Since the spring semester of 2011, I have been working with an undergraduate research team to develop a large digital project titled “Women and Charity in Spain 1786-1941.” Work on this project has been supported through a UMW’s Center for Teaching Excellence and Innovation teaching fellowship in the fall of 2010, a UMW faculty research development grant for the summer of 2011, another UMW faculty research development grant for the fall of 2012, and UMW undergraduate research grants for student travel in May of 2011 and 2012. The project, still under development. is a digital exhibition tracing women’s charity from the late Enlightenment period through the beginnings of the Franco dictatorship. The project’s three parts–“Sentiment and Social Action: Women’s Charity in Enlightenment Spain,” “Angels and Activits: Nineteenth-Century Women’s Charity,” and “Women’s Rights, Social Service and Charity in Spain 1931-1941”–display through text and image the trajectory of women’s charitable work . Each source exhibited is introduced by a brief encyclopedia-type article researched and written by students. There is also a searchable database of information gathered by the research team.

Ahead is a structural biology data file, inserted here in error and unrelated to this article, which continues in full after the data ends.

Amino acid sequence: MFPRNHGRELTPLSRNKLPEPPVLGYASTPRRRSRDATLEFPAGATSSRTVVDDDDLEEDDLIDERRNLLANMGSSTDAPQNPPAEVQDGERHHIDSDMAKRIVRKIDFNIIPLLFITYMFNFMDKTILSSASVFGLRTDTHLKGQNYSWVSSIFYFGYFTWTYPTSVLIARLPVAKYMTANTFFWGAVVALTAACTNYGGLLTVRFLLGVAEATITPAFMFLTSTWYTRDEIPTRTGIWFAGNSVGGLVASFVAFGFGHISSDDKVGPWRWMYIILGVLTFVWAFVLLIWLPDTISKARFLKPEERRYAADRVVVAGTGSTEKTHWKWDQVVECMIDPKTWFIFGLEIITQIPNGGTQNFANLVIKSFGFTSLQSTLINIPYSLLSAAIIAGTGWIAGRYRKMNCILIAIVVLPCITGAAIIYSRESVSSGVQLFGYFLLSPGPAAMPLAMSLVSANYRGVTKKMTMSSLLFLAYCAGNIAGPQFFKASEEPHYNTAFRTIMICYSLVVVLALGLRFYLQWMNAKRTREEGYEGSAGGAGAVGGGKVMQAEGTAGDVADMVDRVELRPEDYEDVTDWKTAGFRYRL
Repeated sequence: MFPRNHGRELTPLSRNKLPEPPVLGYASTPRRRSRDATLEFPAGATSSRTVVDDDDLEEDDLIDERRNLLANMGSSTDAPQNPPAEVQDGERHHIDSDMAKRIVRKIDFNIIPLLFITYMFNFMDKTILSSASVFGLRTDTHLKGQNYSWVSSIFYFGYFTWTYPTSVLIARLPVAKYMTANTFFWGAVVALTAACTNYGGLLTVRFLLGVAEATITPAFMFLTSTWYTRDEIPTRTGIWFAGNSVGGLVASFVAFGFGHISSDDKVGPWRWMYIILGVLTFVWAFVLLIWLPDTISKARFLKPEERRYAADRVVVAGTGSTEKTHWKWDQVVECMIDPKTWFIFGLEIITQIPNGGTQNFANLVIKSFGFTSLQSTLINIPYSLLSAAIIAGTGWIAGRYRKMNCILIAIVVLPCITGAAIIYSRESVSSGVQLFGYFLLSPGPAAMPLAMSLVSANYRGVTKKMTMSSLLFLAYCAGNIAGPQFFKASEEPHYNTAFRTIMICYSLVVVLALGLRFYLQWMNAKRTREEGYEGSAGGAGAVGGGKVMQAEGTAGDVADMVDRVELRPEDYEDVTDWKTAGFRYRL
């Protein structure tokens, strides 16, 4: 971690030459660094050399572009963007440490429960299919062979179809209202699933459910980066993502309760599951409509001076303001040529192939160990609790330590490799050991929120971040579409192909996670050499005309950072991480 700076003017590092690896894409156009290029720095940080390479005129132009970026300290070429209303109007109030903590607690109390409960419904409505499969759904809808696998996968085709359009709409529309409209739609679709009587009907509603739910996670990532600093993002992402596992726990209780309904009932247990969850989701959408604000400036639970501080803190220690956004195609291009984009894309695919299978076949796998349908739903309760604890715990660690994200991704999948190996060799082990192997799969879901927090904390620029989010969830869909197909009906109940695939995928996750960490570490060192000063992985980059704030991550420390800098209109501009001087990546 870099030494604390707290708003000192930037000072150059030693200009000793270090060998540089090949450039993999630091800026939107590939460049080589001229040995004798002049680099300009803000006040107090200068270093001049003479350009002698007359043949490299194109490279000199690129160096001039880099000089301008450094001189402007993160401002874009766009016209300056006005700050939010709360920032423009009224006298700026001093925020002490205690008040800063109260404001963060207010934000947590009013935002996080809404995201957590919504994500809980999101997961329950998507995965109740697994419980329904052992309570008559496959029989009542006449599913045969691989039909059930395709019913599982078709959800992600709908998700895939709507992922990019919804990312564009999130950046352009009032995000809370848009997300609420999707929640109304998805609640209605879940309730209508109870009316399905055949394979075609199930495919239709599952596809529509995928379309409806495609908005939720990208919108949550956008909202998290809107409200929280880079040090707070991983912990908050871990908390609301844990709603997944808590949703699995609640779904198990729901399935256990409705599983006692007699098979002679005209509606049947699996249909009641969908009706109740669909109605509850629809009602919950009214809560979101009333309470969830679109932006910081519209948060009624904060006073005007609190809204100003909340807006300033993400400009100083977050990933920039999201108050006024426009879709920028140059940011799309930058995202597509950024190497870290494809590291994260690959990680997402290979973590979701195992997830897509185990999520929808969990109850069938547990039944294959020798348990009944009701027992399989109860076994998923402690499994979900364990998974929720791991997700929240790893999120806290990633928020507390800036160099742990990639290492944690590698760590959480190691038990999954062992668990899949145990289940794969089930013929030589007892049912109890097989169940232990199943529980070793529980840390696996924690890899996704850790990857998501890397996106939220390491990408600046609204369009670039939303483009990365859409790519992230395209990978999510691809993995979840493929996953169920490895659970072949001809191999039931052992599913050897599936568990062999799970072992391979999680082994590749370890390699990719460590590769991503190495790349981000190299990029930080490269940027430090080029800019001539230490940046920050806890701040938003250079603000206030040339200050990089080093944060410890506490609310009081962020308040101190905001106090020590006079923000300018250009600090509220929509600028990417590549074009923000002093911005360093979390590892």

In the spring semester of 2011, I began work with my first research team of 4 sophomores. We worked together during the semester on materials I had already collected for the section on the eighteenth century. Then in May, faculty research grant funds for myself, and with undergraduate research grants from Dean Richard Finkelstein for the students, we were able to travel to Spain to consult the journal La Voz de la Caridad by Concepción Arenal, published from 1870-1884. We went through all the holdings of the library of the journal (over 300 issues!), something I would never have been able to do by myself in 10 days. Each student and I took a volume of issues at a time, catalogued the contents (because there was no table of contents to most of them), skimmed the articles and noted the ones of interest for our study, and then went over their findings with me so we could decide what copies to order. In the Fall semester 2011 our team created a searchable data base of the article titles and authors from La Voz de la Caridad. In the spring semester of 2012, I started with a new research team of 2 sophomores and 2 freshmen, which began work that semester on the third section of our study. Using resources from the Biblioteca Nacional’s digital periodical repository, the Hemeroteca Digital, the team began researching and collecting data on period of the Second Republic and Spanish Civil War, and especially the progressive women’s journal Mundo femenino. In May we traveled again to Madrid, with funds from Dean Finkelstein for the students, to work in the Biblioteca Nacional. We read and catalogued a large portion of two women’s journals not available digitally–“Y” and “Medina,” both published by the fascist women’s group Sección Femenina de la Falange. In the fall of 2012 we worked on the material gathered in Madrid, and on the website itself, which is still in preparation. I hope to get one more small group of students to help me edit the site and tie up loose ends, as well as get permissions to display the material collected at the BN. If all goes well, the site should be public sometime later this year!